How Safe is Your Network?

Last week Comcast suffered a major broadband outage. The worst imaginable set of events occurred when there two simultaneous fiber cuts on major legs of their backbone – one between Chicago and New York and one between Ashburn, Virginia and South Carolina. In case you don’t know, Ashburn is the home of the major Internet POP serving Washington DC and surrounding cities.

This is a network planner’s worth nightmare. Planners always try to build redundancy into fiber routes so that the network won’t crash from a single fiber cut. Modern backbone electronics can be set to automatically forward traffic in both directions around a ring so that service isn’t interrupted in the case of a fiber cut or failure of ring electronics somewhere along the ring. But rings using this technology can’t withstand two simultaneous cuts.

What was a bit surprising to me was the failure of a large part of the Comcast network with fiber cuts that were so far apart. It seems unlikely that the company has a fiber ring that sends all Internet traffic in such a large circle. It’s more likely that the company has centralized one or more of their routing functions, such as DNS routing in one place on the network and the fiber cuts might have isolated that key function, which would shut down their Internet product.

Redundancy is a big concern for most smaller network owners. Lack of redundancy was one of the major issues that drove Cook County, Minnesota to build their own fiber network. There is no cable provider in the county and their entire telecom network was provided by CenturyLink. Tourism is the major driver of the economy and a decade ago there was a cut in the CenturyLink fiber from Duluth that isolated the county during peak tourist season. That meant that the Internet, telephones, and cell phones didn’t work. Businesses couldn’t take credit cards, restaurants and hotels couldn’t take reservations, and family members on vacation couldn’t communicate with each other. This prompted the County to pursue a fiber network that included creating redundancy traffic in and out of the county. The network was ultimately built and operated by the local power cooperative, and today there is greatly reduced chance of a major telecom outage.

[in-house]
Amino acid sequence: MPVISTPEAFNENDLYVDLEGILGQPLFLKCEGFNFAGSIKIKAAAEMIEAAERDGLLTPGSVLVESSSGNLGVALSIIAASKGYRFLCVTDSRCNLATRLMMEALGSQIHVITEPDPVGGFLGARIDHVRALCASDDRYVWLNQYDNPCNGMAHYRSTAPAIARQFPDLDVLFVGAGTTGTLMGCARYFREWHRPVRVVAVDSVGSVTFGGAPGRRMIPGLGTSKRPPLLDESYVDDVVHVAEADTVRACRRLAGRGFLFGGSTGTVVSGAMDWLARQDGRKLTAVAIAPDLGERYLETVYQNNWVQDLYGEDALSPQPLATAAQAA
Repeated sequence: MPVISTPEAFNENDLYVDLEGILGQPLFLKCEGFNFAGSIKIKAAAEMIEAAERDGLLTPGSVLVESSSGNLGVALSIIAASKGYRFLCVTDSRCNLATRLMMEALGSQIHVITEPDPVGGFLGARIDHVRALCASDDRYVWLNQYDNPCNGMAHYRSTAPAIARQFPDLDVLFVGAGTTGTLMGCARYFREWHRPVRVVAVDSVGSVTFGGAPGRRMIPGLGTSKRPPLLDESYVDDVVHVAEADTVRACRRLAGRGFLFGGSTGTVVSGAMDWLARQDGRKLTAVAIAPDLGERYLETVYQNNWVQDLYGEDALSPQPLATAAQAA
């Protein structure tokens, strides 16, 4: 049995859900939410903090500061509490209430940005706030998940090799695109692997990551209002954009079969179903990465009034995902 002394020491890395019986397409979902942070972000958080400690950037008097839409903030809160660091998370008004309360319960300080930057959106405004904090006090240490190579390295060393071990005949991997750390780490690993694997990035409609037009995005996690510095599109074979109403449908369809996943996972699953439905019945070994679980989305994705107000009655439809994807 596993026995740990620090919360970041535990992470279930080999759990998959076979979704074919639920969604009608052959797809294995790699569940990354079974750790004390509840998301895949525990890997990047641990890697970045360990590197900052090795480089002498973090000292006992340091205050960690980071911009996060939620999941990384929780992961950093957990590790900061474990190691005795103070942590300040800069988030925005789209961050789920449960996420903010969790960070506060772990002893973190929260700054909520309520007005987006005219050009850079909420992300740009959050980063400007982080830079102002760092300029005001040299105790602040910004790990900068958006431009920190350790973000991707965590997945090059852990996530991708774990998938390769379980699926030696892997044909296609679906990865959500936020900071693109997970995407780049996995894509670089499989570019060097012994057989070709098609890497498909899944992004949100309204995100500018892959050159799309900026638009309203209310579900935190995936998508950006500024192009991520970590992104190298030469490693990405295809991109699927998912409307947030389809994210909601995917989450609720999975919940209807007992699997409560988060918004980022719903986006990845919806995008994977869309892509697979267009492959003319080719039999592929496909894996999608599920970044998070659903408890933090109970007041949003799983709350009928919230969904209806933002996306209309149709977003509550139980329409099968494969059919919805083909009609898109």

Even where there is redundancy there can be outages. One of my clients operates a large statewide fiber network that stretches for hundreds of miles. They followed good engineering practice and scheduled an upgrade of the ring electronics after midnight. While one of the nodes was being upgraded the fiber was cut on a different part of the network when a truck knocked down a telephone pole, and the whole network went dark. Fiber cuts in the middle of the night are somewhat rare, but they happen.

Whenever possible fiber engineers also build redundancy into a local fiber network. They might build a ring connecting the fiber huts serving neighborhoods so that the network keeps functioning with a cut along the ring. It’s nearly impossible to design such redundancy in the last-mile loop, but fiber cuts in the last mile only isolate homes associated with the specific fiber.

But just like with Comcast and Cook County, many local networks have a hard time creating redundancy outside of their immediate network. In geographically remote areas it’s often impossible to find a second secure route to the Internet, leaving a network, or whole communities vulnerable to a fiber cut somewhere outside their area.